Repression in Denver highlights assault on democratic rights in US
29 August 2008
On Wednesday, police raided the headquarters of a group—Unconventional Denver—protesting at the Democratic National Convention, arresting several people, destroying, and seizing property. The calculated effort to intimidate the protesters and suppress dissent has gone unnoted by the national media, let alone the Democratic Party politicians assembled in the Pepsi Center in Denver.
The police acted illegally, producing no warrant before raiding the small building and the area around it. A bulldozer plowed up sign-making material and deposited it in a dump truck. Two organizers were arrested and charged with disobeying a lawful order. Police claim one had a knife; a protester countered that it was a small pocketknife.
Police also claim to have found bricks and rocks around the building leased by the organization. The protest groups said the material was being used to hold down banners and posters that were being painted so they did not blow away in the wind. Video footage taken by the independent Rocky Mountain News shows the debris is a typical part of the rundown industrial area, which is located adjacent to railroad tracks.
The Denver police say that they responded to a phone call from “two suspicious parties” near the site. However, the constant surveillance of the group and presence of the bulldozer and the dump truck suggest that the raid was planned out well in advance.
Also on Wednesday, an ABC News Producer, Asa Eslocker, was arrested for attempting to videotape leading Democratic Party politicians and major party donors leaving a hotel near the Pepsi Center. In a rare episode of investigative journalism by the network media, Eslocker and his crew were investigating the role of corporate lobbyists in the political process for a series called “Money Trail” for ABC World News. Eslocker was charged with trespass, interference, and failure to follow a lawful order. A video of the arrest can be viewed on ABC’s web site: http://abcnews.go.com/Blotter/Conventions/story?id=5668622&page=1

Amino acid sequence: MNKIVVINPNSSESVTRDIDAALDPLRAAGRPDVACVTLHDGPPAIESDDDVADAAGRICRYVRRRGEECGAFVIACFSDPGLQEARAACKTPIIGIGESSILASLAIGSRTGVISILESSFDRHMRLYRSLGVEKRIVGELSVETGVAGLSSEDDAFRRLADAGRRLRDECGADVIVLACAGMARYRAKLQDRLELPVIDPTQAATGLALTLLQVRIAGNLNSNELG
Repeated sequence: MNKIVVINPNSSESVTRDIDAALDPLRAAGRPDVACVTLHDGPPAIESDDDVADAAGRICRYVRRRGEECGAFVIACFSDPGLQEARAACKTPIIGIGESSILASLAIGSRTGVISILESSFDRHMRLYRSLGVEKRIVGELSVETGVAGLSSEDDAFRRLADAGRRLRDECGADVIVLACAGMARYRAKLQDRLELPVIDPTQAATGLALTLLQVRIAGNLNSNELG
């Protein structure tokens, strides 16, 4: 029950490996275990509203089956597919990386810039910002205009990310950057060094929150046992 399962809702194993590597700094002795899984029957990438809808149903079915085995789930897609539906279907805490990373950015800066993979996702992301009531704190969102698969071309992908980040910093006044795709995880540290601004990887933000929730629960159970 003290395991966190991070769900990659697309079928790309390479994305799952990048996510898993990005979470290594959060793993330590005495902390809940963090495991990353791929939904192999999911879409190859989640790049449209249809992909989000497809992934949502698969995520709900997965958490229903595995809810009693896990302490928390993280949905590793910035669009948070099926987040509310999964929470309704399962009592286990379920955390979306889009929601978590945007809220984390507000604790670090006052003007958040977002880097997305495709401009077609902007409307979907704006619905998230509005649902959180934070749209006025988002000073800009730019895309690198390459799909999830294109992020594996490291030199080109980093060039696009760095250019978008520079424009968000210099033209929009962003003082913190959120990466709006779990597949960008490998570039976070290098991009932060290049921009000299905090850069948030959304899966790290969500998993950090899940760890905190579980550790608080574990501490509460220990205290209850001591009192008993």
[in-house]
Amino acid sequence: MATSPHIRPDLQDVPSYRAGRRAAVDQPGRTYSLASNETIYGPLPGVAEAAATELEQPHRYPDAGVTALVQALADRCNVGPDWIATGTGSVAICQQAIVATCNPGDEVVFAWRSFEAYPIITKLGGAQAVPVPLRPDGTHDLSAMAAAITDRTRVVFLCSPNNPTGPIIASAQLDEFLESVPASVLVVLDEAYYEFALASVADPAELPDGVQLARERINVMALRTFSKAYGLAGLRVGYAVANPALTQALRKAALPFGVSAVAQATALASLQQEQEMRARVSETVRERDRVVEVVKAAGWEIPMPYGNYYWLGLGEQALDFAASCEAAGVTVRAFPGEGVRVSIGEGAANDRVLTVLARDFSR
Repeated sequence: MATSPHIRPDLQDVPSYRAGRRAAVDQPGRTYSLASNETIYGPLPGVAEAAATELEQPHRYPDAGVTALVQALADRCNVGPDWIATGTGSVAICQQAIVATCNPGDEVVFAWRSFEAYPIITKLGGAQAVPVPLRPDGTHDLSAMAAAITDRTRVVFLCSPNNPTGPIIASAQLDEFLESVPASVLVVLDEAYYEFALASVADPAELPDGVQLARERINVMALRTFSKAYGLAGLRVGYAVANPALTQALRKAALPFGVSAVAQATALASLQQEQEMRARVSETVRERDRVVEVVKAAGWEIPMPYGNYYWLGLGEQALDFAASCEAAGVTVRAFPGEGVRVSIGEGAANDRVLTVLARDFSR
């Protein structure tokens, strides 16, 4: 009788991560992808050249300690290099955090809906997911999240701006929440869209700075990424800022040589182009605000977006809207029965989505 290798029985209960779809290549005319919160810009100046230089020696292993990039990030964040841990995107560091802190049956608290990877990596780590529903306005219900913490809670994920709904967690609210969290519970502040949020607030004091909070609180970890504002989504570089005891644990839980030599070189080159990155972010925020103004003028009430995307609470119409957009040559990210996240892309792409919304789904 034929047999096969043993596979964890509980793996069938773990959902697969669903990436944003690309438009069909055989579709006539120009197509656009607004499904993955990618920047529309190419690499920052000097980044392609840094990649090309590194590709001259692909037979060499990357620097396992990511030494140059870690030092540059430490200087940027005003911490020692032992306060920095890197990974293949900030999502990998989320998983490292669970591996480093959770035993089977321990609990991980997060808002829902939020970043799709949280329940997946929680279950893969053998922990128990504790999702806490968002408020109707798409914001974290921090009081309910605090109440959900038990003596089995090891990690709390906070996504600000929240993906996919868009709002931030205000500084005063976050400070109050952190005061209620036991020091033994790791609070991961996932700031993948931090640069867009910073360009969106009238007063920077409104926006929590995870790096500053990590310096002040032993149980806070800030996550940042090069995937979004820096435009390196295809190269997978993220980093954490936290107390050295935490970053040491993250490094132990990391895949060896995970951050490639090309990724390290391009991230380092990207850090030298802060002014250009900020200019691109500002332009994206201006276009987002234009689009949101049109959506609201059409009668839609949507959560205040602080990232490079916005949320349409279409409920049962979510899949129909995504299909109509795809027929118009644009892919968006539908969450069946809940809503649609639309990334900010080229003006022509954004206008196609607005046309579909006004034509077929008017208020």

Before the arrest a Boulder County sheriff is seen ordering Eslocker off the sidewalk in front of the hotel, to a side entrance. The sheriff’s officer says the sidewalk is owned by the hotel. Later, he is seen pushing Eslocker—who asserts his right to be on public property—off the sidewalk into oncoming traffic. The cop remarks, “Now you’re impeding traffic,” before forcing the reporter to the other side of the street.
Two hours later Denver police arrived to place Eslocker under arrest, apparently based on a complaint from the Brown Palace Hotel. A cigar-smoking officer can be seen placing his hands around Eslocker’s neck and then twisting his arm, even though Eslocker showed no resistance. One of the officers can be heard saying to Eslocker, “You’re lucky I didn’t knock the f..k out of you.”
Wednesday evening, a march of about 5,000 led by Iraq Veterans Against the War was stopped by a police barricade from approaching the site of the convention.
The squashing of basic democratic rights at the Democratic National Convention (DNC) in Denver has been extensive. It has included:
* The formation of a new quasi-legal and multi-level police apparatus under the control of the executive branch of the federal government, made possible by the DNC’s status as a “National Security Event,” a designation established in 1997 by “executive order,” i.e., presidential fiat, by Bill Clinton.